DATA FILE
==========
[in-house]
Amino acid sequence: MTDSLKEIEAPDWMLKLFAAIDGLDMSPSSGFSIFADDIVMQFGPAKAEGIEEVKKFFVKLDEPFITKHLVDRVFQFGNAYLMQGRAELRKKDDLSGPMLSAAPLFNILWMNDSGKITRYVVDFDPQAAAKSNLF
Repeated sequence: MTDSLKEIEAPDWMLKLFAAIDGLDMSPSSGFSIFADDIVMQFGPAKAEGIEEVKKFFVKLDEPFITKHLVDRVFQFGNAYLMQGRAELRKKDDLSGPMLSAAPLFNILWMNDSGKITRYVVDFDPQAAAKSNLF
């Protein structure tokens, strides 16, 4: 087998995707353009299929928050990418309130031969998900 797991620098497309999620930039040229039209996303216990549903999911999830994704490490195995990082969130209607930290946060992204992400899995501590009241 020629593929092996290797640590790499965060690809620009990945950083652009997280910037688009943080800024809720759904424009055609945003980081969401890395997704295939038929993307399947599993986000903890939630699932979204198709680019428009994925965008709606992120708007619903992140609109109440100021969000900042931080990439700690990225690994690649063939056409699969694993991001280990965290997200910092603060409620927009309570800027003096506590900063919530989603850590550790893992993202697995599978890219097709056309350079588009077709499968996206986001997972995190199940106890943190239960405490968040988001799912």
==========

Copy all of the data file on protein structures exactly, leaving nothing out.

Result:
[in-house]
Amino acid sequence: MTDSLKEIEAPDWMLKLFAAIDGLDMSPSSGFSIFADDIVMQFGPAKAEGIEEVKKFFVKLDEPFITKHLVDRVFQFGNAYLMQGRAELRKKDDLSGPMLSAAPLFNILWMNDSGKITRYVVDFDPQAAAKSNLF
Repeated sequence: MTDSLKEIEAPDWMLKLFAAIDGLDMSPSSGFSIFADDIVMQFGPAKAEGIEEVKKFFVKLDEPFITKHLVDRVFQFGNAYLMQGRAELRKKDDLSGPMLSAAPLFNILWMNDSGKITRYVVDFDPQAAAKSNLF
């Protein structure tokens, strides 16, 4: 087998995707353009299929928050990418309130031969998900 797991620098497309999620930039040229039209996303216990549903999911999830994704490490195995990082969130209607930290946060992204992400899995501590009241 020629593929092996290797640590790499965060690809620009990945950083652009997280910037688009943080800024809720759904424009055609945003980081969401890395997704295939038929993307399947599993986000903890939630699932979204198709680019428009994925965008709606992120708007619903992140609109109440100021969000900042931080990439700690990225690994690649063939056409699969694993991001280990965290997200910092603060409620927009309570800027003096506590900063919530989603850590550790893992993202697995599978890219097709056309350079588009077709499968996206986001997972995190199940106890943190239960405490968040988001799912």